Philippines debt nears P14 trillion

MANILA, Philippines — The country’s outstanding debt is closing in on the P14-trillion level, putting more pressure on the Maharlika Investment Fund (MIF) to finance major infrastructure projects and eventually trim government obligations.

Latest data from the Bureau of the Treasury showed the national debt reached a fresh record high of P13.91 trillion in end-April, inching up by 0.4 percent from P13.86 trillion the previous month.

On a yearly basis, however, the debt stock picked up by nine percent from P12.76 trillion.

For April alone, the government added P54.24 billion in fresh obligations due to the net issuance of external debt and the local currency depreciation against the US dollar.

With this, the running debt incurred by the Marcos administration stood at P1.11 trillion in 10 months. The current debt pile is now about 95.08 percent of the expected P14.63 trillion debt by end-2023.

The latest debt data comes a day after the controversial MIF bill hurdled the Senate, allowing it to inch closer to enactment into law.

According to Leonardo Lanzona, economist and professor at the Ateneo De Manila University, part of the reason for making the MIF a priority is the country’s huge debt.

As such, he said most of the flagship projects are being delayed in exchange for the payment of these debts.

Now, President Marcos and his economic team are positioning Maharlika as a source to bankroll infrastructure projects in order to cut down borrowings. Such is not certain though.

“There is no assurance since these funds will still be invested in presumably high-earning but risky instruments. But it still gives the government additional options,” Lanzona told The STAR.

Union Bank of the Philippines chief economist Ruben Carlo Asuncion warned that with the current backdrop, it may be a challenge to finance the Maharlika Fund in the coming months.

“Unless our lawmakers have already indicated in the law where and how the fund will be supported. This might take some time until the prevailing environment becomes more favorable,” Asuncion told The STAR.

Still, Lanzona said the MIF is putting the integrity of the government’s financial institutions at risk, especially if the fund does not produce the needed returns that the GFIs are expecting.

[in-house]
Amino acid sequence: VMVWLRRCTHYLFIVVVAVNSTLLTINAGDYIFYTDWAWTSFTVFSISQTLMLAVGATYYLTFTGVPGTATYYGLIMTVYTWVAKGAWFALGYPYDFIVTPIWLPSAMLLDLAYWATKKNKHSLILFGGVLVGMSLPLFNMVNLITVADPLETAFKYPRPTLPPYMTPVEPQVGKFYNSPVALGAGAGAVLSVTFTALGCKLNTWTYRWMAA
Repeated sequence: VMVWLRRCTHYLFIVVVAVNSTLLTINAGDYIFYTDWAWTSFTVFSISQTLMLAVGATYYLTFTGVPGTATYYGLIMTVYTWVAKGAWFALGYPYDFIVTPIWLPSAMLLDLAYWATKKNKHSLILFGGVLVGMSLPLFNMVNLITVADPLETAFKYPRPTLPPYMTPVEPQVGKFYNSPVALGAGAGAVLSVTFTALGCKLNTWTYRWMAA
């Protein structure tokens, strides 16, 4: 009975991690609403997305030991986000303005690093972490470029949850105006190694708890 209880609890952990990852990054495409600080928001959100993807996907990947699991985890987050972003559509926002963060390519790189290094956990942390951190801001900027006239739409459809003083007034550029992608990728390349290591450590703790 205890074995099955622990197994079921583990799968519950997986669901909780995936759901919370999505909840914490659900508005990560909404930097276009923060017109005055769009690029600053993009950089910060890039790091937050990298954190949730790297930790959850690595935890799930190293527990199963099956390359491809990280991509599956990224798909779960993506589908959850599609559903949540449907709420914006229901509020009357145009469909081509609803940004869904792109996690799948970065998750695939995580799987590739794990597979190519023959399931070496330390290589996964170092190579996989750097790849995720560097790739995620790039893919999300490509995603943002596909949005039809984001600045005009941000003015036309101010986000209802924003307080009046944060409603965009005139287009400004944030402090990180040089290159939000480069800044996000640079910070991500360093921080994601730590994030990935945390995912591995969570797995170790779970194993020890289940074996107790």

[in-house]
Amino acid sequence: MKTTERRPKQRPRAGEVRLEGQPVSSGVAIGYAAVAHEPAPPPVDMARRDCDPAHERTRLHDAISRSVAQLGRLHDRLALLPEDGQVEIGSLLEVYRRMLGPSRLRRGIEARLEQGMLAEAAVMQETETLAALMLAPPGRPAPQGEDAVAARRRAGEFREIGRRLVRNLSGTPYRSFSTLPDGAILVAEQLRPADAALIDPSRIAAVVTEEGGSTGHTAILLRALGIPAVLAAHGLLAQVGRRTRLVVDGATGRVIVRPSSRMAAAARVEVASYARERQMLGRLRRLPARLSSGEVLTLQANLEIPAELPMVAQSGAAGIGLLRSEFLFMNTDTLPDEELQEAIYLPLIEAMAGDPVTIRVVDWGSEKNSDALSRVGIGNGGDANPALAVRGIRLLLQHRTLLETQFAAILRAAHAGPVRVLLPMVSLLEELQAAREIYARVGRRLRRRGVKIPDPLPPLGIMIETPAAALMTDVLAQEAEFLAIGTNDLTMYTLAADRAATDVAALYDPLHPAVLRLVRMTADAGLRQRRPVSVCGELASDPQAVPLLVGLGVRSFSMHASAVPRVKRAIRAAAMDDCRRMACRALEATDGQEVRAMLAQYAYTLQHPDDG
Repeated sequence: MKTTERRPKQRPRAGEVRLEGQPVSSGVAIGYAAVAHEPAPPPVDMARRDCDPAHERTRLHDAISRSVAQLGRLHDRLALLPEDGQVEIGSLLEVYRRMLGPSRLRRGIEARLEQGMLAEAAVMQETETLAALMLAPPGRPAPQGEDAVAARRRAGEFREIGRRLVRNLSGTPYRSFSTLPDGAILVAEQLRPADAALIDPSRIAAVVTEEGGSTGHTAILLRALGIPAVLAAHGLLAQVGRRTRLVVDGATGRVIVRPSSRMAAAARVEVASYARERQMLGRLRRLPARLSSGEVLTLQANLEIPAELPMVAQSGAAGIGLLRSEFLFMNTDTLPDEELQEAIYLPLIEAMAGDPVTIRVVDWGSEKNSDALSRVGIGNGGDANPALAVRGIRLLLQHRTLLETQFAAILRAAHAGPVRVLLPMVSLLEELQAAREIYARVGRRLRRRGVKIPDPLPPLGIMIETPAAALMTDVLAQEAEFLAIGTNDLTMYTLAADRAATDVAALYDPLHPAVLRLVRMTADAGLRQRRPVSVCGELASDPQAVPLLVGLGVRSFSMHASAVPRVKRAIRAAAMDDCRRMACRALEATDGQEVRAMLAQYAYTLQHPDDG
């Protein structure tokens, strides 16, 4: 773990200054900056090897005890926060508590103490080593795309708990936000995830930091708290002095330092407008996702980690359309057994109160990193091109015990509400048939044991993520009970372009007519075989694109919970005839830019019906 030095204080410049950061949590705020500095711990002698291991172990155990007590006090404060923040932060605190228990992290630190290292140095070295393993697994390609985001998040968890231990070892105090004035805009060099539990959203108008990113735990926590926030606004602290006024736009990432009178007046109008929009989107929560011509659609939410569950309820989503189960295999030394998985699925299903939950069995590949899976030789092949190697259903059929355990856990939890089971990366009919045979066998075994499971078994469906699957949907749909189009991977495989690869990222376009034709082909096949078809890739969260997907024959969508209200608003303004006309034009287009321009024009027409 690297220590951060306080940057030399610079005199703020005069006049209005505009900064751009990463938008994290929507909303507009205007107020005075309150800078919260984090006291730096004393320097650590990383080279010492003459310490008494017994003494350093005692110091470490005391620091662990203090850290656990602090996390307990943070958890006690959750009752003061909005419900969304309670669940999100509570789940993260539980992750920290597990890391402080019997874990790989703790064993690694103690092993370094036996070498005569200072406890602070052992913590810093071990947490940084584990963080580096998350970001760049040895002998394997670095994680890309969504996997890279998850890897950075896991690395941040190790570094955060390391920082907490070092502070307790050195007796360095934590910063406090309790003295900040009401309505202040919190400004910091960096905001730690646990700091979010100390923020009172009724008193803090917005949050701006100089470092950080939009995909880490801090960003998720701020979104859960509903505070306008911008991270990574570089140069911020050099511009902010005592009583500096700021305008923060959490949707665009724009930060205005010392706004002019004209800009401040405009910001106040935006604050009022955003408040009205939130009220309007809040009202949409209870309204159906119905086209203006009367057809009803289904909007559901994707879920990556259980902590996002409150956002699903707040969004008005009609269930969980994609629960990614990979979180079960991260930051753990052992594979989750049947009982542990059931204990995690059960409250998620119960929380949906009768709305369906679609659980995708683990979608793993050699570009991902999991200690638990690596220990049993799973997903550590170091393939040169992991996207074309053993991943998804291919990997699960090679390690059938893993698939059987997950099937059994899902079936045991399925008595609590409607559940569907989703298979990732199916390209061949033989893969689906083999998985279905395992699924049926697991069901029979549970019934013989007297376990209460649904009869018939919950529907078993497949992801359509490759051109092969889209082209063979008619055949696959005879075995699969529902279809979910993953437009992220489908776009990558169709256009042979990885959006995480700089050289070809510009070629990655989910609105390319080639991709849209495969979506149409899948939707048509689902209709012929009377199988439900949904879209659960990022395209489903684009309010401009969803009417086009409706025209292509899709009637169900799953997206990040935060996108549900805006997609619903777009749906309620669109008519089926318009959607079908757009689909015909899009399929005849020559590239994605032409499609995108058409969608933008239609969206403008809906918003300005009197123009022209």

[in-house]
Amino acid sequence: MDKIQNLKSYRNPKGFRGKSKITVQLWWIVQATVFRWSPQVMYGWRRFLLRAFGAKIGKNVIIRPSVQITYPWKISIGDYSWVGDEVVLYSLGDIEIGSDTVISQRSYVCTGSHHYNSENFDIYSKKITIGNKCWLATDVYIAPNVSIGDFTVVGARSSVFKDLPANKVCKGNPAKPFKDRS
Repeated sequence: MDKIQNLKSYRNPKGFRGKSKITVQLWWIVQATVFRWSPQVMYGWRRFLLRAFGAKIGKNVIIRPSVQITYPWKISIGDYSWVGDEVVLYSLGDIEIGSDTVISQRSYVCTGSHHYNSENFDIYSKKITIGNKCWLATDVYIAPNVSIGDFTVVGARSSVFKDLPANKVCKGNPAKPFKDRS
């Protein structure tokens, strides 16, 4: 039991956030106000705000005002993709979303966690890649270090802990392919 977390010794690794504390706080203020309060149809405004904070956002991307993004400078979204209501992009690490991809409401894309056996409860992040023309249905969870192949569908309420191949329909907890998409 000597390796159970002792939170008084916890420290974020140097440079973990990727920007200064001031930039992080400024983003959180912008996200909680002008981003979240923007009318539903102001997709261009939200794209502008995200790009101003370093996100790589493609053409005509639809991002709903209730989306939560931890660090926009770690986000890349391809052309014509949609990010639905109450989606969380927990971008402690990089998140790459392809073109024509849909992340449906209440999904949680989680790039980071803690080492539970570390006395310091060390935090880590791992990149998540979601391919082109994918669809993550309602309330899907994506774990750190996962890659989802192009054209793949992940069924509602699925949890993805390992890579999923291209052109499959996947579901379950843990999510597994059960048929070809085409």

“If not, these institutions will not function as they are mandated to do. If the returns are just enough, then we’re back to square one with huge debt,” Lanzona said.

“The Maharlika then is faced with a lot of pressure,” he said.

Following the Senate’s approval, Finance Secretary and economic team head Benjamin Diokno said the latest version reflects the administration’s objective of creating a profitable and secure investment fund.

Budget Secretary Amenah Pangandaman, for her part, maintained that the MIF is a “great stride toward long-term progress and will boost efforts for economic growth.”

Meanwhile, the Treasury said the majority or 68 percent of the debt pile were domestic borrowings and the remaining 32 percent were sourced externally.

Total domestic debt at P9.46 trillion went down slightly by 0.6 percent on a monthly basis, but jumped by 5.8 percent from the P8.94 trillion in April 2022.

This is due to the net redemption of domestic securities worth P57.79 billion. However, this was slightly offset by the P2.47 billion effect of local currency depreciation against the US dollar on onshore foreign currency-denominated securities.

External obligations, on the other hand, increased by 2.5 percent to P4.45 trillion month-on-month. It rose by 16.4 percent from P3.83 trillion on a yearly basis.

The Treasury said the increase in external debt was due to the P27.98 billion net availment of external loans and P94.28 billion impact of local currency depreciation against the US dollar.

Third-currency adjustments versus the US dollar also trimmed P12.3 billion from the peso value of foreign currency debt.

Meanwhile, total debt guaranteed obligations went down by 0.9 percent to P380.69 billion due to the net repayment of domestic guarantees amounting to P5.51 billion and third-currency adjustments worth P1.87 billion.